But nothing of the ordinary for H. H., not even one of the V8 4wd machines that were just being completed at Los Angeles’s finest address for horsepower. No, Hartz wanted basically the same thing again as two years earlier: take the best thing available and add another 20-25 % of capacity, in the hope that it might add the same amount of performance. The best thing around in 1932 was his own 2.5-liter Miller-Hartz, so why not make it a 3-liter version of that beast?
Leo Goossen did much of what he had done to the 122, but now to the 152: increase the bore, valves and ports, alter a few details and keep as much of the older design as possible. This 2979 cc Miller-Hartz 182 engine was then mated to the chassis of the 1927 Miller-Detroit with its rather special front-drive transaxle, suitably modified for two-man use by Hartz, Marcenac and Jerry Houck, with a body hammered out by Curly Wetteroth. And like its older sibling, it was an instant success. It, too, had its dark sides for Peter Kreis and riding mechanic Bob Hahn were killed practicing in it in 1934, but two years later Ted Horn started his long run of Indy finishes with it: 2nd, 3rd, 4th – he may be excused for thinking that his career was heading in the wrong direction!
Anyway, after his leaving the team, success became a rare visitor to Harry Hartz, despite the addition of a supercharger in 1937 and a major face-lift to the car the following year, and he soon threw in the towel. The car soldiered on under new management for a couple more years after WW2, then motorcycle record man Roland Free spun out of the 1947 race, nearly collecting Jimmy Jackson in another front-drive antique, the 1938 Boyle. The Miller-Hartz was headed straight for the IMS museum.
- 1932 #34 Miller-Hartz, grey/blue, Miller-Hartz 182, H. H. Hartz, Fred Frame (1st Indy)
- 1933 #12 Miller-Hartz, grey/blue, Miller-Hartz 182, H. H. Hartz, Fred Frame (ret Indy), Russ Snowberger (ret Detroit)
- 1934 #14 Miller-Hartz, ?, Miller-Hartz 182, H. H. Hartz, Peter Kreis (dnq Indy)
- 1935 #19 Miller-Hartz, blue/yellow/red, Miller-Hartz 182, H. H. Hartz, Fred Frame/Frank Brisko (11th Indy)
- 1936 #22 Miller-Hartz, grey/blue, Miller-Hartz 182, H. H. Hartz, Ted Horn (2nd Indy)
- 1937 #3 Miller-Hartz, grey/blue, Miller-Hartz 182 sc*, H. H. Hartz, Ted Horn (3rd Indy)
- 1938 #2 Miller-Hartz, grey/blue, Miller-Hartz 182 sc, H. H. Hartz, Ted Horn (4th Indy)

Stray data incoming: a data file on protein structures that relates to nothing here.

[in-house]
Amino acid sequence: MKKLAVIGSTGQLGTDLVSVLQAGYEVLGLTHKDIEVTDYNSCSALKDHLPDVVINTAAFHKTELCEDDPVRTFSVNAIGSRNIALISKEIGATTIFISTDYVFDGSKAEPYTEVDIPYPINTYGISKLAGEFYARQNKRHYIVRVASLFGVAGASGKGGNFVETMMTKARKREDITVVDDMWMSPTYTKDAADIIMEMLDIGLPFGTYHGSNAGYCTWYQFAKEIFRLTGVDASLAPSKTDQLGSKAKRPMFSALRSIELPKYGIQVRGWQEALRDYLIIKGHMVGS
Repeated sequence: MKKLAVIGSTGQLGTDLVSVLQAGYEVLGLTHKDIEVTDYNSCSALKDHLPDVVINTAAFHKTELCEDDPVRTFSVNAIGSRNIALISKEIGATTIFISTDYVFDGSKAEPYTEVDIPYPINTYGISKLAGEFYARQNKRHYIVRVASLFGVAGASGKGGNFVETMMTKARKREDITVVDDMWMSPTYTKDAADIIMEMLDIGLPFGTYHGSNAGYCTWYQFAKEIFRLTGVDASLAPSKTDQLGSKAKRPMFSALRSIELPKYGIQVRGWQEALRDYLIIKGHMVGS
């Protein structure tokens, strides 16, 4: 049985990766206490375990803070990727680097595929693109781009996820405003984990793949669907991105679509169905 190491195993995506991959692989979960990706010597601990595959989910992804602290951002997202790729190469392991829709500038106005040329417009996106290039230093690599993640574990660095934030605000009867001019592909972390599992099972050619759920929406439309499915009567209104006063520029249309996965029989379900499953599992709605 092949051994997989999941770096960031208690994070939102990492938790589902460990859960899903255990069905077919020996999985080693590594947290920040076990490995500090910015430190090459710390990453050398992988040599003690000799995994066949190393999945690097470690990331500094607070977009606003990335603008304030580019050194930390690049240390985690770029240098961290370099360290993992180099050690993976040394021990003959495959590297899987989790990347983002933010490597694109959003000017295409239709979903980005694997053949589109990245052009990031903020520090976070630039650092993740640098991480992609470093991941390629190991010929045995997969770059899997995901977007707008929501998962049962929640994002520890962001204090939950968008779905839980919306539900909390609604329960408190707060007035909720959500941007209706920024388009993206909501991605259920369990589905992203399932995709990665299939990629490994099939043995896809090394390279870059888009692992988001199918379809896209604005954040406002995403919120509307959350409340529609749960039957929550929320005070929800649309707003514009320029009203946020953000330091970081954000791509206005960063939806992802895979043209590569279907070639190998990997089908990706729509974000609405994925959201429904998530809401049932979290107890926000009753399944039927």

- 1939 #9 Miller-Hartz, grey/blue, Miller-Hartz 182 sc, H. H. Hartz, Herb Ardinger/Frank Brisko/Mel Hansen (ret Indy)
- 1940 #31 Hartz, grey/blue, Miller-Hartz 182 sc, H. H. Hartz, Mel Hansen (8th Indy)
- 1946 #42 Bristow-McManus, cream/blue, Miller-Hartz 182 sc, R. J. McManus, Tony Bettenhausen (ret Indy)
- 1947 #42 => #28 Bristow-McManus, cream/blue, Miller-Hartz 182 sc, R. J. McManus, Roland Free (ret Indy)
* supercharger may have been removed for qualifying and the race
With the relaxation of the Championship rules in 1936, Hartz commissioned Curly Wetteroth to build him a three-spring dirt car (two parallel leafs at the front, a transverse one at the rear). The car was a little bit long and at 815 kg too heavy for effective half-mile use, but excellent for the miles. Unfortunately, Ted Horn wasn’t interested too much in it and prefered to drive his 1932 Blauvelt/Miller (most often refered to as the Haskell, after its second and more prominent owner), even on the miles, so Hartz ended up selling the car to Mike Boyle who had some nice success with it.
After the war, the car was campaigned by one George L. Kuehn from Milwaukee, and Rex Mays qualified fastest at Atlanta for the race in which Robson and Barringer were killed. Kuehn sold the car to Richard L. Palmer of Indianapolis, and then just a fortnight later Al Putnam was killed in the old Hartz racer at the Indiana State Fairgrounds. According to then chief mechanic Bill Castle, the car was scrapped.
- 1936 #22 Hartz Miller, grey/blue?, Miller, H. H. Hartz, Ted Horn (ret Vanderbilt)
- 1937 #3 => #1 Hartz Miller, ?, Miller, H. H. Hartz, Ted Horn (ret Vanderbilt), Mauri Rose (5th Syracuse)
- 1939 #2 Boyle, ?, Offenhauser 255?, M. J. Boyle, Babe Stapp (1st Milwaukee, ret Syracuse)
- 1940 #9 Boyle, maroon/cream, Offenhauser 255, M. J. Boyle, Frank Wearne (7th Indy), Harry McQuinn (ret Springfield, ret Syracuse)
- 1941 #14 Boyle, maroon, Offenhauser 255, M. J. Boyle, George Connor (ret Indy, 2nd Milwaukee, 3rd Syracuse)
- 1946 #12 LGS Spring Clutches, cream/blue, Offenhauser 255, G. L. Kuehn, Al Putnam/George Connor (ret Indy), Rex Mays (ret Atlanta) => sold to Palmer Racing team
- 1946 cont. #12 Palmer, ?, Offenhauser 255, R. L. Palmer, Al Putnam (dns IN SFG)
Last updated by Michael Ferner on 24 May 2010.
All text is copyright Michael Ferner 2010 - 2017.